Geography in the Horace Mann Schools: Editorial Note
by James E. Russell - 1901
The publication of a comprehensive outline of a course of study, such as is given in the current number of the RECORD, has-a distinct value in presenting to teachers a general survey of the field. It shows more clearly than can be shown in any other way the relations existing between the various stages of a school course; it gives a setting for the work of each teacher and each grade. As a teachers' guide, therefore, if for no other reason, it is worth while to do such a piece of work. There is, on the other hand, a certain disadvantage in publishing so complete a syllabus of a course which, in the nature of things, must be constantly shifting. In the first place it tends to fix permanently what is temporarily expedient. And, second, it suggests the general adoption of a plan which is obviously adapted to the specific needs of the Horace Mann Schools. I assume, however, that the readers of the RECORD are intelligent enough to use these articles in the right way. In so far as they disclose obvious defects in the work of the Horace Mann Schools they contribute directly to the solution of one of the chief problems set before this journal; and if they possess any merit either of originality or scientific application they will serve still higher ends.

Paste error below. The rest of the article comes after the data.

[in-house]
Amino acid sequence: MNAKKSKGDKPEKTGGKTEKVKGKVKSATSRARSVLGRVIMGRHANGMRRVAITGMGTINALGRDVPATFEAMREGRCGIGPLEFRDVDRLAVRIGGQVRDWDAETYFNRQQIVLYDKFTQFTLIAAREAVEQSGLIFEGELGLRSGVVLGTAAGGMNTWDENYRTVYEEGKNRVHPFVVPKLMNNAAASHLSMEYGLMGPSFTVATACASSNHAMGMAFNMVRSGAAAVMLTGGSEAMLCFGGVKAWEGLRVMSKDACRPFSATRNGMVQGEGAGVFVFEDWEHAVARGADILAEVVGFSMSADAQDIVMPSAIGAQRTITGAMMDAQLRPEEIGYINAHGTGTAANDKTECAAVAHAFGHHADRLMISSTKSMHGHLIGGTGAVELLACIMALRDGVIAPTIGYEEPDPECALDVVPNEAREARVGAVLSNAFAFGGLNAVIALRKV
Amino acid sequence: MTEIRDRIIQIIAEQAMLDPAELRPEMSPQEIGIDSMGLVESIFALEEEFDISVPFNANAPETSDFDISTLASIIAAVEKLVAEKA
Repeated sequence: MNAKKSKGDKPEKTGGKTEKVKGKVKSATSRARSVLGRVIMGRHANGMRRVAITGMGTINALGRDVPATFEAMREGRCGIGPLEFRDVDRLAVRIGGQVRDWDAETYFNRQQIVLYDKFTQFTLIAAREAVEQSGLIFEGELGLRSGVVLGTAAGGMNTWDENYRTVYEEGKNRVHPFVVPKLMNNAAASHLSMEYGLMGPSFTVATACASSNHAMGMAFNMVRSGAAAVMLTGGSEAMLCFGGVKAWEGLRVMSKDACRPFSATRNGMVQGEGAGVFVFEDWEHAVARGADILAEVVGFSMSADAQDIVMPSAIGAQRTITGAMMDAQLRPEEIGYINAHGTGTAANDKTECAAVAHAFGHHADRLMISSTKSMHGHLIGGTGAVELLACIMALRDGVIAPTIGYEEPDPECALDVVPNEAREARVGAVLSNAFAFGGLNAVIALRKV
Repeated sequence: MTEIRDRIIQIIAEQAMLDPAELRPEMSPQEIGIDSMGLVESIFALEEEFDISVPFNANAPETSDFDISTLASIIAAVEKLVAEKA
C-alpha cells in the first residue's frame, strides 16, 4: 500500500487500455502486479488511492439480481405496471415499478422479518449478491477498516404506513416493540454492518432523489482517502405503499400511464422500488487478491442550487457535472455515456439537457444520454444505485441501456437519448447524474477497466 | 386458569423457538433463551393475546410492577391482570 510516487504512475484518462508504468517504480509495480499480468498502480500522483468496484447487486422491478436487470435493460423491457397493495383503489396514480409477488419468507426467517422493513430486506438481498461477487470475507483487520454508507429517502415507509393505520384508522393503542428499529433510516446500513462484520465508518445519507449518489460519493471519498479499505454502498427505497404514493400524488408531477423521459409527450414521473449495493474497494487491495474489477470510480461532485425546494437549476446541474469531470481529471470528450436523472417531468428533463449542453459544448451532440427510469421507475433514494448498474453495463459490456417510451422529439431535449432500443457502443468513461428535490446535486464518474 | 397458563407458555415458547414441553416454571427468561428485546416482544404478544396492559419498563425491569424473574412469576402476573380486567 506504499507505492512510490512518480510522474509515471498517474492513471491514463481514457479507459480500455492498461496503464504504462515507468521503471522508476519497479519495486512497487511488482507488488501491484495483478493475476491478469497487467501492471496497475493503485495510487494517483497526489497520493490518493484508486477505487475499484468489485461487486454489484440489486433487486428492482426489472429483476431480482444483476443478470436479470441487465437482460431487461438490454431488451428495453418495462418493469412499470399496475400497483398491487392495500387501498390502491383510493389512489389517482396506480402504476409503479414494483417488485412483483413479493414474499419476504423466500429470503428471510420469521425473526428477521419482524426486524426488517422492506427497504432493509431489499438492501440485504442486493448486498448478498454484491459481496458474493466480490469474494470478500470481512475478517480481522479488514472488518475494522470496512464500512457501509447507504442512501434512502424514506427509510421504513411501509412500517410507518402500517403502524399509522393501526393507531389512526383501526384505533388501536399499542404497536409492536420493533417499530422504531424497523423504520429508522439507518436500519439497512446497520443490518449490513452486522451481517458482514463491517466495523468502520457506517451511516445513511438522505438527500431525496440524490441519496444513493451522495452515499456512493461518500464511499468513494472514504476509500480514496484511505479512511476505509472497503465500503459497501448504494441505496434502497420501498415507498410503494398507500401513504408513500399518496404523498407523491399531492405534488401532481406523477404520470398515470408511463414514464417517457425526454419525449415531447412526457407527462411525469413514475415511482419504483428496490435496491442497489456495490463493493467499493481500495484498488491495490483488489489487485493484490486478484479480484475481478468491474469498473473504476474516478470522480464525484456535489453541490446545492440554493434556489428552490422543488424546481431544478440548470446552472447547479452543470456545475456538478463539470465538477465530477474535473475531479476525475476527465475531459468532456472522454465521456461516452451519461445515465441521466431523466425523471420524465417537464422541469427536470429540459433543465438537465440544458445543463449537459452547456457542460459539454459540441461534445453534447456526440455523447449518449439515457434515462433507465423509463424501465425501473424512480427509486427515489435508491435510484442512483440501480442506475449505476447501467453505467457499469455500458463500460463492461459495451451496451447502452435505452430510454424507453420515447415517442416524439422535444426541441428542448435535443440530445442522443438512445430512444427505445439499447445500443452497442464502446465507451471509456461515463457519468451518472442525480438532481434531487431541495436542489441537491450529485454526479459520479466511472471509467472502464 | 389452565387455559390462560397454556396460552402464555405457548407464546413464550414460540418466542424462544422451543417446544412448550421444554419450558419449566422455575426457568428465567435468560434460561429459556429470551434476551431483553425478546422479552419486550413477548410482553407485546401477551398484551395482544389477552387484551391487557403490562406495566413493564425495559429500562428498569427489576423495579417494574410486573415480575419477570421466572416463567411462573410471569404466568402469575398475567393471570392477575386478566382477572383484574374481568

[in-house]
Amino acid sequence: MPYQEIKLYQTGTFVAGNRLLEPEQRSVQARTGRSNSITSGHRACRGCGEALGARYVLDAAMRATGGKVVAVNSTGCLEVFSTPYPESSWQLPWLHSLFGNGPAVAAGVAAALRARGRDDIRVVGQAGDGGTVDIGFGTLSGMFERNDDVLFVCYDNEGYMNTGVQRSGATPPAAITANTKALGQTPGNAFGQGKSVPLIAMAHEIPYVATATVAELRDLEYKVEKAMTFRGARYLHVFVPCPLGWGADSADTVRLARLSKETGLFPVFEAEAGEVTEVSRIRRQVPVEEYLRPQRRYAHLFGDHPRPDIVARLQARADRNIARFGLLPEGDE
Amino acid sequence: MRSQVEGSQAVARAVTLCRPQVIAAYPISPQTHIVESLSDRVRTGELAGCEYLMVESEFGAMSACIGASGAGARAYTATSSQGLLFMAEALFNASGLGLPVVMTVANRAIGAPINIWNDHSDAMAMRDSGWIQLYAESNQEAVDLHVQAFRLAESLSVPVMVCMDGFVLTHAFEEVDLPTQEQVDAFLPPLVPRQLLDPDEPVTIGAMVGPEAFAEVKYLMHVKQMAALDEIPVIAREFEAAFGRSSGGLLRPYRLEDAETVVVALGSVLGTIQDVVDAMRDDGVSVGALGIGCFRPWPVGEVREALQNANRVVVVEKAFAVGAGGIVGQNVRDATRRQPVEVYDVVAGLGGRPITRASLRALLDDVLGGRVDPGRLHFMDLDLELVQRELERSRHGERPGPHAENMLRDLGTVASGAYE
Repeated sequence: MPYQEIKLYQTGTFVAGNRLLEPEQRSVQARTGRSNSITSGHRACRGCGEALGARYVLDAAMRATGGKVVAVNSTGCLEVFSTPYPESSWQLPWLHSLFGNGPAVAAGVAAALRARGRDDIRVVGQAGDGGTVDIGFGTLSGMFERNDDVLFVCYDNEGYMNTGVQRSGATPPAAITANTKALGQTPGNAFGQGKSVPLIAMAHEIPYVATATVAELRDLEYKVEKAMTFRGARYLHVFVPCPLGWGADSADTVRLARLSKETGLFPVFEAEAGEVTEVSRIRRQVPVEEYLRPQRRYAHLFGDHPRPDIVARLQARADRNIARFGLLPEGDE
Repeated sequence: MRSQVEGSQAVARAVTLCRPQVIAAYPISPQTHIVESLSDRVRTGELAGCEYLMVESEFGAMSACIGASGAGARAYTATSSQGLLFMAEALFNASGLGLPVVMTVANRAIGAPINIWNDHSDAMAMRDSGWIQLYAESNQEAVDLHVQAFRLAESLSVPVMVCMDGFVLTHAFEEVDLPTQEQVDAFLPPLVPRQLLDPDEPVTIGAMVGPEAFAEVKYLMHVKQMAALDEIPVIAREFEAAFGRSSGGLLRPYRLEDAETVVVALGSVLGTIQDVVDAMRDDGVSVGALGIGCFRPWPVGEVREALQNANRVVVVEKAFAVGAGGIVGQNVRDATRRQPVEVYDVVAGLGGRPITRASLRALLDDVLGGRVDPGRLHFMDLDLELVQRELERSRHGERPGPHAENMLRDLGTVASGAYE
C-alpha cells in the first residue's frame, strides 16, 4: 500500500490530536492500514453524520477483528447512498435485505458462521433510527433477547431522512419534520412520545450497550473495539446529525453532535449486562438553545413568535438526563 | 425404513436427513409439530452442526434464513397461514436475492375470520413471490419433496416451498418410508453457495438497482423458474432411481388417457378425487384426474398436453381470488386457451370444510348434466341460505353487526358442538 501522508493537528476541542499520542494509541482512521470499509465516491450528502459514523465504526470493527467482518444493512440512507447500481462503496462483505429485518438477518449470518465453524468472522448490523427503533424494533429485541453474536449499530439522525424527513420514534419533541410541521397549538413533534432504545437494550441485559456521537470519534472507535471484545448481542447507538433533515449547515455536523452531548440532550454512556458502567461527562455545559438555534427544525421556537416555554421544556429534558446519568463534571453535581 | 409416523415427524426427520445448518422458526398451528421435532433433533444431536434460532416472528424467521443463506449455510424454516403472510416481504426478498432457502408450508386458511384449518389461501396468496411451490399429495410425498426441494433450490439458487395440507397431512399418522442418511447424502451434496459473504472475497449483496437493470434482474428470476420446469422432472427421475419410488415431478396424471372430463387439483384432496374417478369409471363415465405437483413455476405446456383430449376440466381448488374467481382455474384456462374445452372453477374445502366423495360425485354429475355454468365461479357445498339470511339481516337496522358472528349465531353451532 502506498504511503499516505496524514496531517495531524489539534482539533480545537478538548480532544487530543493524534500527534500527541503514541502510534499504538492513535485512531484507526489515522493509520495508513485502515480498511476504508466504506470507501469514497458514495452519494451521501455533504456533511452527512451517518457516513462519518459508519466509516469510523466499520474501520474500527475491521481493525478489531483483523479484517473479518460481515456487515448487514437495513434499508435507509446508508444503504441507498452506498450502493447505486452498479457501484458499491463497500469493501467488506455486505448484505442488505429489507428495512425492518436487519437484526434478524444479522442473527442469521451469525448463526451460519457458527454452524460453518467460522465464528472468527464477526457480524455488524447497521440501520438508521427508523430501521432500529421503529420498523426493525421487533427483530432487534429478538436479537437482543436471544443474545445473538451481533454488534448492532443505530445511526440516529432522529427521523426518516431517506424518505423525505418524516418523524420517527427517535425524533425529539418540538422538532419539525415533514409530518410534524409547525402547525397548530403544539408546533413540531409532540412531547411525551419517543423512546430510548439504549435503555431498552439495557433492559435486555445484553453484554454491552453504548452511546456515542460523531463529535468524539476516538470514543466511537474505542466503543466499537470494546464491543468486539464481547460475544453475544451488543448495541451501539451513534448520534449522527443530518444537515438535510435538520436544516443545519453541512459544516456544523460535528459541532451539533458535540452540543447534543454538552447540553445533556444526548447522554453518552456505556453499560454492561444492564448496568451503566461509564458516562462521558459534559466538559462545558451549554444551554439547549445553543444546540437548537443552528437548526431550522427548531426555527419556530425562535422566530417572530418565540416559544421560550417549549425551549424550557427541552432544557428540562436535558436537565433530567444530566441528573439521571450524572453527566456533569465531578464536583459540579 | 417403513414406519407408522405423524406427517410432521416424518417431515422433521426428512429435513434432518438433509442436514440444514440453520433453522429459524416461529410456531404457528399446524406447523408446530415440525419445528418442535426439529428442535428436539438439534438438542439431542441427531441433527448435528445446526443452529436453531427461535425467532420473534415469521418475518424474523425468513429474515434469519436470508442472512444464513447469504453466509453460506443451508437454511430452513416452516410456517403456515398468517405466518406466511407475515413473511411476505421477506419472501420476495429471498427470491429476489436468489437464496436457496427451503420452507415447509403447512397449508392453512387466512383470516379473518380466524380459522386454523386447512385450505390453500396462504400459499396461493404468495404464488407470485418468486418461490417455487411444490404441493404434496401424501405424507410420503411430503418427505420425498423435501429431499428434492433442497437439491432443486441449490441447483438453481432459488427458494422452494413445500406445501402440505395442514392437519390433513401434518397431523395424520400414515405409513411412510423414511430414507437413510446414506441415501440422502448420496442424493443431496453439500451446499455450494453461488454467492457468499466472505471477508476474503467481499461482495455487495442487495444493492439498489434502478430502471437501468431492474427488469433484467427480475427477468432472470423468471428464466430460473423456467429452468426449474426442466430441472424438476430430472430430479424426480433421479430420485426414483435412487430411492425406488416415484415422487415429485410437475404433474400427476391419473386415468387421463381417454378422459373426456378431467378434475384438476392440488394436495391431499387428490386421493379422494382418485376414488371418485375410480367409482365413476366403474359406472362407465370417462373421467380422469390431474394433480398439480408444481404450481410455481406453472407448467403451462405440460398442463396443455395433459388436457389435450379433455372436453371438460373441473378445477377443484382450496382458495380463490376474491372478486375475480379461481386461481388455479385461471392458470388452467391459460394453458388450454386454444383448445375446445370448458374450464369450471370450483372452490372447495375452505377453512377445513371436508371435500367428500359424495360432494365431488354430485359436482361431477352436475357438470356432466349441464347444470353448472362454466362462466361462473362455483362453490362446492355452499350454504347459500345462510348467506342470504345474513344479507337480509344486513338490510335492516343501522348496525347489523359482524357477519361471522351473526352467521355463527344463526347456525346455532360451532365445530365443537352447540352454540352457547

To view the full-text for this article you must be signed-in with the appropriate membership. Please review your options below: